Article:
HPB 06/2014; 16(9). DOI:10.1111/hpb.12257 · 2.05 Impact Factor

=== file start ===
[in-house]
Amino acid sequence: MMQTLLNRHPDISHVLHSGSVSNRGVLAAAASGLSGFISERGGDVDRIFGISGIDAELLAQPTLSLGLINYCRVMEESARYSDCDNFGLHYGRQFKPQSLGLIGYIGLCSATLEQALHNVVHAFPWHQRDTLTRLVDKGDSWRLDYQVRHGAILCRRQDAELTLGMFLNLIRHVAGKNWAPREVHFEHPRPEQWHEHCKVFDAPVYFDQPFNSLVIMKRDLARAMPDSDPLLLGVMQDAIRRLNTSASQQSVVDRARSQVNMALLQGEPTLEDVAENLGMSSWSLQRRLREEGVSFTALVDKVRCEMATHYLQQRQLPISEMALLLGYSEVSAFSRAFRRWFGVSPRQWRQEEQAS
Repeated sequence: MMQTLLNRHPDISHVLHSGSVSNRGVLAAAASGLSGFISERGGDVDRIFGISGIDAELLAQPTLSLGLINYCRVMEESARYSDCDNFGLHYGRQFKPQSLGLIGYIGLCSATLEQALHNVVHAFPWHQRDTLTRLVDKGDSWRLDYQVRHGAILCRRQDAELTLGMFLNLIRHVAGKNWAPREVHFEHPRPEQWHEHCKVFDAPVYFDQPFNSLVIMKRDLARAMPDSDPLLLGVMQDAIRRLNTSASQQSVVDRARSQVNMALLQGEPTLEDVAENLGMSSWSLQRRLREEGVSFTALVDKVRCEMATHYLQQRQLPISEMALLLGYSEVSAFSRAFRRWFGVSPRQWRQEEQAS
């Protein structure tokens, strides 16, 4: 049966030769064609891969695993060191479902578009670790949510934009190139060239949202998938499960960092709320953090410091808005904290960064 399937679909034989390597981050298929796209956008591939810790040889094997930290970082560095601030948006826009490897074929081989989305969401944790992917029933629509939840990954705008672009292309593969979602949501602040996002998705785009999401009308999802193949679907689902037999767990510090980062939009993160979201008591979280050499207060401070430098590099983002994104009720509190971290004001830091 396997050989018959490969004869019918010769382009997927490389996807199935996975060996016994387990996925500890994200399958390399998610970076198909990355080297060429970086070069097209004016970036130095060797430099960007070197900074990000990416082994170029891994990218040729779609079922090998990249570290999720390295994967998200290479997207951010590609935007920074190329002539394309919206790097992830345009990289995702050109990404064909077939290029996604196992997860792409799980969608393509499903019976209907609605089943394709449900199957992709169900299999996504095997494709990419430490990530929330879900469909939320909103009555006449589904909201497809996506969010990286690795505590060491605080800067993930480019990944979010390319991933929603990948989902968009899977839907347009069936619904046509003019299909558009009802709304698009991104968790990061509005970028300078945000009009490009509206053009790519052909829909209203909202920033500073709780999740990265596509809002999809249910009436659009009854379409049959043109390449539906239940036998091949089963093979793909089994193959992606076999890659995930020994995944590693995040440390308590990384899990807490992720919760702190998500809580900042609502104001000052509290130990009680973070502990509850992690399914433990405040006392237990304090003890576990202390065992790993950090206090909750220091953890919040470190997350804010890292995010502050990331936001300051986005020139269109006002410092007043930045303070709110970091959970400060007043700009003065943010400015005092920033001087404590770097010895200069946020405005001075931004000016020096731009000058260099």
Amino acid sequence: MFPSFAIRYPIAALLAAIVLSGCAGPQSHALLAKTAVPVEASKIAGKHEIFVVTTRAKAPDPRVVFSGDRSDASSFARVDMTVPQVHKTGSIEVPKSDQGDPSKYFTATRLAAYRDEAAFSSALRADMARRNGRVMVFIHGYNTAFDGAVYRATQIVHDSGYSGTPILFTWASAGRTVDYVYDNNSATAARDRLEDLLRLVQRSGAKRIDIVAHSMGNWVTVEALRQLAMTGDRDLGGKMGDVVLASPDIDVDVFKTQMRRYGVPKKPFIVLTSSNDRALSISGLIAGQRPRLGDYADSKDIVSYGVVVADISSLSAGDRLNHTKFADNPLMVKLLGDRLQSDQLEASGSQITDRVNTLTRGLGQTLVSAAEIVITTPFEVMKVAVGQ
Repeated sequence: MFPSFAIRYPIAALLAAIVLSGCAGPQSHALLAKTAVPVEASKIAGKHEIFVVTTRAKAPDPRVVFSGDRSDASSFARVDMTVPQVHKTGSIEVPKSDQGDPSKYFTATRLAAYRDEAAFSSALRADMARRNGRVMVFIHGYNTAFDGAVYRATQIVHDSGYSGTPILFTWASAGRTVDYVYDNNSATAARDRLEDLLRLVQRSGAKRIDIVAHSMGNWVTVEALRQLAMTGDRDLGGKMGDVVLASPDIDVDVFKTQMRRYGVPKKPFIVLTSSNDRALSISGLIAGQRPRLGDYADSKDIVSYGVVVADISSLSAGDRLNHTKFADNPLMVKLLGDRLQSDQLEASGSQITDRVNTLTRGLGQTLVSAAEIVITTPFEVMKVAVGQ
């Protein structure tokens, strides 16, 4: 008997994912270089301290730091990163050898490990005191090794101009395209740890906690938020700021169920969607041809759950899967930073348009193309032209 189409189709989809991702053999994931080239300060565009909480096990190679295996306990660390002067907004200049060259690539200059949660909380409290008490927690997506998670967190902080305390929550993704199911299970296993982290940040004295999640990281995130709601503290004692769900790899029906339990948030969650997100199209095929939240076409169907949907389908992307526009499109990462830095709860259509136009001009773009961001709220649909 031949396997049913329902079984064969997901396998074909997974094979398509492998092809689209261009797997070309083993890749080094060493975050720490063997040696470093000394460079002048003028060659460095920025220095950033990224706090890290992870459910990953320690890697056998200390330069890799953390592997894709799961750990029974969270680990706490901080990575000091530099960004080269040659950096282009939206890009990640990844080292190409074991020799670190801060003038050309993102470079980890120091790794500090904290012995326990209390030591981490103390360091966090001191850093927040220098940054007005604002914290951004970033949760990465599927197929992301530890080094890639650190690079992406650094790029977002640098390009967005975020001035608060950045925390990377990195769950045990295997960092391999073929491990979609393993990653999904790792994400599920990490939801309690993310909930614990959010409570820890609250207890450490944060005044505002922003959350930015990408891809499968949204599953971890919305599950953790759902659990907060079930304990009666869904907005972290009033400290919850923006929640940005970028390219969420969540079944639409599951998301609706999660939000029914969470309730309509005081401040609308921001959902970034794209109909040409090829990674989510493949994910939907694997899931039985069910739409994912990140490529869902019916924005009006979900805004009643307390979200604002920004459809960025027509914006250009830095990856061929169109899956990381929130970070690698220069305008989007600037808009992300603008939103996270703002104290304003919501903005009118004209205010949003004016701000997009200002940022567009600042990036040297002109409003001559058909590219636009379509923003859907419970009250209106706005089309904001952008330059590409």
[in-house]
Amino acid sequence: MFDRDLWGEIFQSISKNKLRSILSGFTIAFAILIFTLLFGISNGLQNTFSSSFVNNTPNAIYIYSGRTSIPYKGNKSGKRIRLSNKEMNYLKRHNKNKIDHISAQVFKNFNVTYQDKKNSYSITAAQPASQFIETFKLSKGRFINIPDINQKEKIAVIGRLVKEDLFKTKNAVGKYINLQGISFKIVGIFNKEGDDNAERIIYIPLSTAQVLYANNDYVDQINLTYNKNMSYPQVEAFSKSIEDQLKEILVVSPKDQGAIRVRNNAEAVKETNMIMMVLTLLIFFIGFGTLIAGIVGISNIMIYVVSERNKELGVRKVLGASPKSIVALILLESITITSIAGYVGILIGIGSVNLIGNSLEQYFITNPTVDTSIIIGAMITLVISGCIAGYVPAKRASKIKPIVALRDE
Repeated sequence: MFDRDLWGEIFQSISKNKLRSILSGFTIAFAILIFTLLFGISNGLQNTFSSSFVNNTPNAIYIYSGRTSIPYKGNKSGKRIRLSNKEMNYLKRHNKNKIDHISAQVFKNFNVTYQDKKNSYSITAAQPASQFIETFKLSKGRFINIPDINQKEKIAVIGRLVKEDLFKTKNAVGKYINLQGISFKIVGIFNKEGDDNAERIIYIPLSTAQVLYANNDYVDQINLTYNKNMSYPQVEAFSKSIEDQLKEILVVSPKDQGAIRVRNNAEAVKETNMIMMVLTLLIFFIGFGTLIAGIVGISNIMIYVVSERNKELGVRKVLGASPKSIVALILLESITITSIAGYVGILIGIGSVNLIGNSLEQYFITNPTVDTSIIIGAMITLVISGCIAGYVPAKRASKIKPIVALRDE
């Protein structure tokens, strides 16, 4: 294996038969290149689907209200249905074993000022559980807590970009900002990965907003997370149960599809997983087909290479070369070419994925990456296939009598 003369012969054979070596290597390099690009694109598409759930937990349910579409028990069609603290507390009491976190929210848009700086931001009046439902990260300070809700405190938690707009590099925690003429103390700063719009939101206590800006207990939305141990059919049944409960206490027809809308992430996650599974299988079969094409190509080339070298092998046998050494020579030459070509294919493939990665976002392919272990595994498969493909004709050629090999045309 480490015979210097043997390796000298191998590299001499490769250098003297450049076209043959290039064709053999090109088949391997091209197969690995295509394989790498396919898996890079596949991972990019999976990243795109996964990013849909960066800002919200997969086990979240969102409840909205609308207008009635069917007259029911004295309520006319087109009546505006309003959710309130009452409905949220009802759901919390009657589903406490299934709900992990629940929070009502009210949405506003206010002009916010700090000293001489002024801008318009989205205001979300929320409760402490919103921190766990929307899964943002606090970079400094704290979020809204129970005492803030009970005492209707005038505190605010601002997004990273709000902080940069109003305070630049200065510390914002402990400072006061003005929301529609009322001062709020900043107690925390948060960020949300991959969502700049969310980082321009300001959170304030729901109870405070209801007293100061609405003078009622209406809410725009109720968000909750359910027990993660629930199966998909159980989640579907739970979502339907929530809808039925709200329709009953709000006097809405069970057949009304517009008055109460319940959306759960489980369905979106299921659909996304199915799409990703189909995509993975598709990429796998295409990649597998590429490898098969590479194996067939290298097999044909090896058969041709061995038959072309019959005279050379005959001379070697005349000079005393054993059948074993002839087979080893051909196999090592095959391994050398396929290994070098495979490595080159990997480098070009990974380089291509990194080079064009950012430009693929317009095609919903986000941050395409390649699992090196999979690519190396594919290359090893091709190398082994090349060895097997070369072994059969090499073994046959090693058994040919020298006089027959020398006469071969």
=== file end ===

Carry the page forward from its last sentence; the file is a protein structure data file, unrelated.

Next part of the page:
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    ABSTRACT: En materia de trasplantes, el órgano es el quid de la cuestión. Sin él, no hay injerto. Cuando está disponible, debe ser perfecto desde los puntos de vista anatómico y funcional, pues la vida del receptor depende de ello. Esto requiere una extracción y conservación minuciosas. En el 90% de los casos, los órganos se extraen de un donante en estado de muerte encefálica y en dos tercios de los casos se trata de una extracción multiorgánica: corazón, pulmones, hígado, riñones, páncreas, intestino, hueso, córneas, vasos y, a veces, piel o incluso cara. La operación es compleja y en ella se reúnen varios equipos, por lo que hay que ser muy rápido. Por fortuna, está perfectamente sistematizada. Cualquier cirujano debe conocer sus detalles, porque es probable que algún día tenga que participar en una, con independencia de dónde ejerza. Evitar la pérdida de un órgano debido a un error técnico o a un desconocimiento de las reglas comunes es una de las misiones de esta exposición. Un artículo de técnicas quirúrgicas debe leerse intentando vivir la atmósfera que rodea al procedimiento. En este caso, hay que imaginar que la intervención tiene una dimensión especial. Una familia está en estado de duelo y un ser humano ha aceptado donar. La intervención del médico, que se realiza sobre un «muerto» va a dar la vida. Por último, hay que recordar que un «buen extractor» suele reconocerse por el conocimiento que tiene de la extracción de los órganos que no trasplanta.